Enzymatic and microbial transformation assays for the evaluation of the environmental fate of diclofenac and its metabolites

Hyun Jeoung Lee, Eunhwa Lee, Sung Hwa Yoon, Hee Ra Chang, Kyun Kim, Jung Hwan Kwon

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36 Citations (Scopus)


Diclofenac has been of environmental concern due to the potential harmful effects on non-target organisms at environmentally relevant concentrations. In this study, we evaluated the transformation kinetics of diclofenac and its two major metabolites in two laboratory-scale experiments: the transformation of diclofenac in the presence of rat liver S9 fraction with co-factors, and the transformation of diclofenac, 4'-hydroxy-diclofenac and diclofenac β- O-acyl glucuronide in the inoculum used for the OECD 301C ready-biodegradability test. 4'-Hydroxy-diclofenac was identified as the major phase I metabolite and diclofenac β- O-acyl glucuronide was identified as the major phase II metabolite in the S9 assay. Transformation of diclofenac in the microbial degradation test did not occur significantly for 28. d, whereas 4'-hydroxy-diclofenac degraded slowly, indicating that the biological removal of diclofenac is not likely to occur in conventional STPs unless sorptive removal is significant. However, diclofenac β- O-acyl glucuronide deconjugated to form equimolar diclofenac within 7. d, in the microbial degradation test. The mixture of diclofenac and its two metabolites, formed after incubating diclofenac in S9 medium for 2. h, was spiked in the inoculum to link both assays. The concentrations of diclofenac and its metabolites, measured over time, agreed well with predicted values, using rate parameters obtained from independent experiments. The results show that phase II metabolites generated in mammals may deconjugate easily in conventional STPs to form a parent compound and that these processes should be considered during the environmental monitoring and risk assessment of diclofenac.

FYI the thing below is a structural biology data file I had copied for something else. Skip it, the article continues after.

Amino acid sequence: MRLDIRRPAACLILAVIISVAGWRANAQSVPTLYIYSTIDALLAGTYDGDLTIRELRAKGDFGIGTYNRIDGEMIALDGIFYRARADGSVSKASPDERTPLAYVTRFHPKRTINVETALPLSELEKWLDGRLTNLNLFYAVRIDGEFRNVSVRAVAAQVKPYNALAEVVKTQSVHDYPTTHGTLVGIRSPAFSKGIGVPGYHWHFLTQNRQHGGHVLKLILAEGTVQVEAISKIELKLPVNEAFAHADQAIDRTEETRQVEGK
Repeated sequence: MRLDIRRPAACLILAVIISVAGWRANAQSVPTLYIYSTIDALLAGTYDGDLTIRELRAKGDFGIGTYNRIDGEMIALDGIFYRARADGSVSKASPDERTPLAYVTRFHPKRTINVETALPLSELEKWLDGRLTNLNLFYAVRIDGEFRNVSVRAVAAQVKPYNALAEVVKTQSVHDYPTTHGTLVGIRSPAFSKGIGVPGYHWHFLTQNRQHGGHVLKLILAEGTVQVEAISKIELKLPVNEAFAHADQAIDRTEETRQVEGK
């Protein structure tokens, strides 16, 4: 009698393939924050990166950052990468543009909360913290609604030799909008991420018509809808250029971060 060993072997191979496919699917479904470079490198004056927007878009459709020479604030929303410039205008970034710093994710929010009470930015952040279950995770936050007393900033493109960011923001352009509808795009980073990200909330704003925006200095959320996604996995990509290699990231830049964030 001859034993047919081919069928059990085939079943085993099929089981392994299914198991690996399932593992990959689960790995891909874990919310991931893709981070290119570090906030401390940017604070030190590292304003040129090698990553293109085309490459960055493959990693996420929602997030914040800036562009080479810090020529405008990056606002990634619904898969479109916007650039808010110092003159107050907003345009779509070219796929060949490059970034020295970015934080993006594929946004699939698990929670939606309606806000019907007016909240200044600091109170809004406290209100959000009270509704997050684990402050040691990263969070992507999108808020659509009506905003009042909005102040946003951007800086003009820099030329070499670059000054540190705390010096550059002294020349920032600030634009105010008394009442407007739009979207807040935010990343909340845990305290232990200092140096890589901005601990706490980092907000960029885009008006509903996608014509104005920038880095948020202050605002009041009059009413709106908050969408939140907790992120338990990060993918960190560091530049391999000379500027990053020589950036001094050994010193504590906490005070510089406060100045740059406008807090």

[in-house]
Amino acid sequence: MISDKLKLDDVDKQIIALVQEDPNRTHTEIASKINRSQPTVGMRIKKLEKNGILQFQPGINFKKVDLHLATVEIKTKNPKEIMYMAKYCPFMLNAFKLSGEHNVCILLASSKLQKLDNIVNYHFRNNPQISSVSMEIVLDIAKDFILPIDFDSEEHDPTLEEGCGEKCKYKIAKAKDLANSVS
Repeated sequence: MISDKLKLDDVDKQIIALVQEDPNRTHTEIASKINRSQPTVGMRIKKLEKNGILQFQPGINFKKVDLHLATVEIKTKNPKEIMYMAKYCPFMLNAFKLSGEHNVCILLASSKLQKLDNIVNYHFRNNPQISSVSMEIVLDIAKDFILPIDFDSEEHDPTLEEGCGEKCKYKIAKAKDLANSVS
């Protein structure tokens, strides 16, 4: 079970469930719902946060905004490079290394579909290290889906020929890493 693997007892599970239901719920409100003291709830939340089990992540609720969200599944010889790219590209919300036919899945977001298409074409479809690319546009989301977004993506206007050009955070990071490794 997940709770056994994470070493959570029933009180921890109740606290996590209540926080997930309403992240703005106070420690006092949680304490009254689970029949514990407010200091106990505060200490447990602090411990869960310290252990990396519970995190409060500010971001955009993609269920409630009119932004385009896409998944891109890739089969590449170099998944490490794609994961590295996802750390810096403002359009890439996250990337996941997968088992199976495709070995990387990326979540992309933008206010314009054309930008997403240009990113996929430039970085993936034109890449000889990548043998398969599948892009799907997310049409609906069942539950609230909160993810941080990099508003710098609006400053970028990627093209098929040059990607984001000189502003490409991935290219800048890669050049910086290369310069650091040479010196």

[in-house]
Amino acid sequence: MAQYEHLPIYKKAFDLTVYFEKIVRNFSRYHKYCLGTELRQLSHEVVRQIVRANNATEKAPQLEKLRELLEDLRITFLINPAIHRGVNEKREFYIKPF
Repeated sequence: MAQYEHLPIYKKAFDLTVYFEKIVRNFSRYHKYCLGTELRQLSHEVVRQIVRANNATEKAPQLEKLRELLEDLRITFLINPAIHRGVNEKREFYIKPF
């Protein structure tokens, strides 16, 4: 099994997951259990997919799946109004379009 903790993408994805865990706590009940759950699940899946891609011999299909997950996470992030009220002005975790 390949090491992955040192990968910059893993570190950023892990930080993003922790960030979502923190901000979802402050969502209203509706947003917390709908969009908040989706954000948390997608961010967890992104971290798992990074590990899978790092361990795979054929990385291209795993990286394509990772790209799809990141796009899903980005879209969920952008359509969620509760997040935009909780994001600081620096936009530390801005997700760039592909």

Original languageEnglish
Pages (from-to)969-974
Number of pages6
Issue number8
Publication statusPublished - 2012 May
Externally publishedYes

Bibliographical note

Funding Information:
This work was supported by the National Research Foundation of Korea (NRF) Grant funded by the Korean Government (MEST) (No. 2008-0062072). This work was also partially supported by the Post Brain Korea 21 Program.

Copyright 2020 Elsevier B.V., All rights reserved.


  • Environmental fate
  • Removal efficiency
  • Risk assessment
  • Sewage treatment plant

ASJC Scopus subject areas

  • General Chemistry
  • Public Health, Environmental and Occupational Health
  • Pollution
  • Health, Toxicology and Mutagenesis
  • Environmental Engineering
  • Environmental Chemistry


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